Traditional European heavyweights Chelsea and Liverpool headline a quartet of English clubs harbouring Europa League dreams as the round of 32 gets under way on Thursday.
Two-time champions Tottenham also join Newcastle among the Premier League hopefuls seeking to make their mark in the competition's knockout phase.
Defending European champions Chelsea infamously made history when they became the first Champions League title-holders to exit the competition in the group stage, but the Blues are now aiming to enter the record books in a far more positive light.
"It is true the Europa League is not the same as the Champions League because that is the top but the Europa League is a big competition, an important competition, and now we have the chance to win it. Never in the history of Chelsea have we won this cup and we are going to try to do it," said Spanish defender Cesar Azpilicueta.
The Londoners travel to Sparta Prague on Thursday to face a Czech team playing their first competitive fixture since the winter break.
Rafael Benitez's stuttering side have won just once in five outings -- a 4-1 pasting of strugglers Wigan on Saturday -- but Sparta goalkeeper Tomas Vaclik conceded the Czech outfit still have a monumental challenge on their hands.
"Even if Chelsea are not having their best period right now, they have the winning mentality of a big club and self-confidence. To succeed, we'll have to play our best football."
Liverpool's quest for a record fourth title takes them to Saint Petersburg for a first-leg tie against double defending Russian Premier League champions Zenit.
Liverpool lie ninth in the table after a dismal 2-0 home defeat to West Brom on Monday, but first-year boss Brendan Rodgers hopes his players can quickly put that setback behind them against the 2008 Europa League winners.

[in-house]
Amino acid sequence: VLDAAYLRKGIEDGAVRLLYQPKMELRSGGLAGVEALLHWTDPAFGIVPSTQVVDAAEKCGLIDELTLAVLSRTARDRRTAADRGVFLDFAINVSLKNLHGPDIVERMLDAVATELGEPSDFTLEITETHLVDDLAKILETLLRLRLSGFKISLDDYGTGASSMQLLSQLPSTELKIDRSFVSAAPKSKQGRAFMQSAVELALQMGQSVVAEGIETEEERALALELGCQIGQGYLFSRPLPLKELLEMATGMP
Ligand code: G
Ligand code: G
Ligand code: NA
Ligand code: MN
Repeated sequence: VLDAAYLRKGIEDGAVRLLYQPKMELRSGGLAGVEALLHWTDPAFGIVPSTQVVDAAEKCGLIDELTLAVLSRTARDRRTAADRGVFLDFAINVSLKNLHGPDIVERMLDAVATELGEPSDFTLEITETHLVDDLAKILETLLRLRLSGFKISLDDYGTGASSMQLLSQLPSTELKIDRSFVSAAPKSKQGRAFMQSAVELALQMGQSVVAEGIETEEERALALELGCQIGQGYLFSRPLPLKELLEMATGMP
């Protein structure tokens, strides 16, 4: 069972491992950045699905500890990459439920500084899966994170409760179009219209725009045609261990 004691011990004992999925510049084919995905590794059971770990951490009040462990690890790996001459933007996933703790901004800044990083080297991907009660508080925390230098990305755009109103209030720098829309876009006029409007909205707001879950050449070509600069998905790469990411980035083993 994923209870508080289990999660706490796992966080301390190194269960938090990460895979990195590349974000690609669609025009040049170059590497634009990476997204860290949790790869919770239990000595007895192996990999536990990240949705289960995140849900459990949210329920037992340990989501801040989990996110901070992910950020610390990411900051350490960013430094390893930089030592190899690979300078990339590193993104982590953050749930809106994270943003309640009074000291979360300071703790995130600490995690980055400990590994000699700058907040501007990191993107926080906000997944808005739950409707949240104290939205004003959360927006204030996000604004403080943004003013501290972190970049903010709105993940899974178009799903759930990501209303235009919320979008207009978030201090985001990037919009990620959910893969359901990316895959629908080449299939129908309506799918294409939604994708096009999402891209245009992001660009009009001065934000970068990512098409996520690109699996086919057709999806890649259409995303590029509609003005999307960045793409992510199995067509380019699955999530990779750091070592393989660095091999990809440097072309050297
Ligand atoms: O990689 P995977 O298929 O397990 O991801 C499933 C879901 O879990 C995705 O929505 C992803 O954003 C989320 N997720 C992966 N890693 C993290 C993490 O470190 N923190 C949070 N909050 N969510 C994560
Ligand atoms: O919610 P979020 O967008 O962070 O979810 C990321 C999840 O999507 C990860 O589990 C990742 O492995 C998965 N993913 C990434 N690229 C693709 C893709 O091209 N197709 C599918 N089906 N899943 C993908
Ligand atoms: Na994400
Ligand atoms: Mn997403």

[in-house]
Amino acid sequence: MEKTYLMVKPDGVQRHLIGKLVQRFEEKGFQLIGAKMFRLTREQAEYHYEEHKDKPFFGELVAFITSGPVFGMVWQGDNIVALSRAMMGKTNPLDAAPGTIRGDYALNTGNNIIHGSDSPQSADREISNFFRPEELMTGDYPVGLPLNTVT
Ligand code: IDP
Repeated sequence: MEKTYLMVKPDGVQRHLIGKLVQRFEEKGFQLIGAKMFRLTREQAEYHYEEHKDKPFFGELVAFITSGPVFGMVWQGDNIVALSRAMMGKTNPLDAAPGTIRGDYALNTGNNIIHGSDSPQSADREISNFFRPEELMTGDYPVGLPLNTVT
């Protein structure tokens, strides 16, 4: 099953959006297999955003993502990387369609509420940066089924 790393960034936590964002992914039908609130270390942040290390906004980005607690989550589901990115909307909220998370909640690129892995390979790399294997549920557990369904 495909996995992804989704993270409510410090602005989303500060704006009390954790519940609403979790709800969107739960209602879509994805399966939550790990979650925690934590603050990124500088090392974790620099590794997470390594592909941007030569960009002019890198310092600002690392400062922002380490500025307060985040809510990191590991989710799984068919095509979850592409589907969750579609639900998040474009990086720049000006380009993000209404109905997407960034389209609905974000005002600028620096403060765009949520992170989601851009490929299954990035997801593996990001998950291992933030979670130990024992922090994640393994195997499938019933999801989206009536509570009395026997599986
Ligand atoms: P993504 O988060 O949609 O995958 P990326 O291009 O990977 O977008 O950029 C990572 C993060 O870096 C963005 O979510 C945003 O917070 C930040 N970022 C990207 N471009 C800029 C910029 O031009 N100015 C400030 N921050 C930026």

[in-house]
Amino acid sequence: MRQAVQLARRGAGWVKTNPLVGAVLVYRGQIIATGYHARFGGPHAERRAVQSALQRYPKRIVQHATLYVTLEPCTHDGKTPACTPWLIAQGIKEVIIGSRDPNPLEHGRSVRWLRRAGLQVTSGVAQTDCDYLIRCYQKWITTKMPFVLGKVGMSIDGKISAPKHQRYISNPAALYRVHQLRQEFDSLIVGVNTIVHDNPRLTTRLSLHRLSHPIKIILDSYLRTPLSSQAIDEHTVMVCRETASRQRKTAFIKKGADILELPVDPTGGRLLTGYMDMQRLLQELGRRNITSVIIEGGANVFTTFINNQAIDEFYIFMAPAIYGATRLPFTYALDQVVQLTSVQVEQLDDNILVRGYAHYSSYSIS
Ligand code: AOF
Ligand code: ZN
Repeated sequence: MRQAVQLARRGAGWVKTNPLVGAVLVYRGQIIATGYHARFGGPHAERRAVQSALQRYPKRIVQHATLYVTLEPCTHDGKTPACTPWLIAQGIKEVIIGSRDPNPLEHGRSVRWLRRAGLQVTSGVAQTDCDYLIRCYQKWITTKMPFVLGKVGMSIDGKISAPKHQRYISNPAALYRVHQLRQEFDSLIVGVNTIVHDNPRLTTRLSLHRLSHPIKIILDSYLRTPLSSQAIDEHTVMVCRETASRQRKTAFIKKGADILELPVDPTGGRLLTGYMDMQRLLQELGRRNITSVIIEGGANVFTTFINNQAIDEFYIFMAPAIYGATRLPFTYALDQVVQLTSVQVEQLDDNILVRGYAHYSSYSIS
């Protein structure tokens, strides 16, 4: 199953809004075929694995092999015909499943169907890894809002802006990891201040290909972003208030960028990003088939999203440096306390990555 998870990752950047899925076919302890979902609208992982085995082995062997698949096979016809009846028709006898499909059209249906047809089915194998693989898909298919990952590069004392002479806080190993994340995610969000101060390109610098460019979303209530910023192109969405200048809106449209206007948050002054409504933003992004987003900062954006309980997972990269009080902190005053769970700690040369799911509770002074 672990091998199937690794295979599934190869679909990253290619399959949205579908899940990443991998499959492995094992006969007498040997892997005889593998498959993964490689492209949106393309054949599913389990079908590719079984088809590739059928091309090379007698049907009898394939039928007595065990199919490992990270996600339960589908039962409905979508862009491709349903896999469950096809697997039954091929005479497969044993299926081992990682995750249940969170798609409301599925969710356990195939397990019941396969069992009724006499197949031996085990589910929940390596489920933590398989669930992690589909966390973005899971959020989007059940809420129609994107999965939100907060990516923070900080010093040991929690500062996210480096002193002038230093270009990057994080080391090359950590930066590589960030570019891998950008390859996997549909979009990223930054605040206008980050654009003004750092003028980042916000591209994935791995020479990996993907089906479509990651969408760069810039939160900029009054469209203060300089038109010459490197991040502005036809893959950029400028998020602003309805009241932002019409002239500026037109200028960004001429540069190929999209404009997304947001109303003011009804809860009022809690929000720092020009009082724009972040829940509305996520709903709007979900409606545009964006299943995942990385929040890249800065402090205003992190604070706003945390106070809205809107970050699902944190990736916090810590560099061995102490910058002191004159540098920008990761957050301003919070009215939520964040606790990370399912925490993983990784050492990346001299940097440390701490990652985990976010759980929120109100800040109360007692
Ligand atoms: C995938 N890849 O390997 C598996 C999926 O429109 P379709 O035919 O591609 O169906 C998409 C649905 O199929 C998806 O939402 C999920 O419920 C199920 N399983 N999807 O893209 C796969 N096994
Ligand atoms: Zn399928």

"We just have to keep striving and look towards the next game. We've got the Europa League game on Thursday night, which is a good opportunity for us to progress in a competition."
Following their shock FA Cup exit to third-tier Oldham, the tournament represents the Reds' last realistic chance of silverware this season.
Meanwhile, Tottenham host Ligue 1 title challengers Lyon at White Hart Lane with Spurs goalkeeper Hugo Lloris set to face his former teammates for the first time since his August departure.
"It's not easy for me because I have a good relationship with all my ex-teammates but that is football, that is the life. On the pitch there are no friends. We play for our team and give all the best for our team," said Lloris.
Spurs, the inaugural winners of the competition in 1972 as well as 1984, are undefeated in 10 Premier League outings, in stark contrast to Lyon who are coming off successive league defeats for the first time since 2011, denting their pursuit of a first Ligue 1 crown since 2008.
The north Londoners will, however, be without leading striker Jermain Defoe with the England international sidelined through injury.
Buoyed by their latest French recruits, Newcastle go into their clash with Ukrainian side Metalist Kharkiv at St. James' Park -- where they are unbeaten in 11 European home games -- in confident mood.
"The new injection of players has given everybody a lift at the club and you can see that on the pitch when we go out and play," said Magpies defender James Perch, referring to the January arrivals of Mapou Yanga-Mbiwa, Moussa Sissoko, Mathieu Debuchy, Yoan Gouffran and Massadio Haidara.
Other notable ties include holders Atletico Madrid hosting Russian outfit Rubin Kazan, while three-time winners Inter Milan are at home to Romania's CFR Cluj and Napoli entertain Czech table-toppers Viktoria Plzen.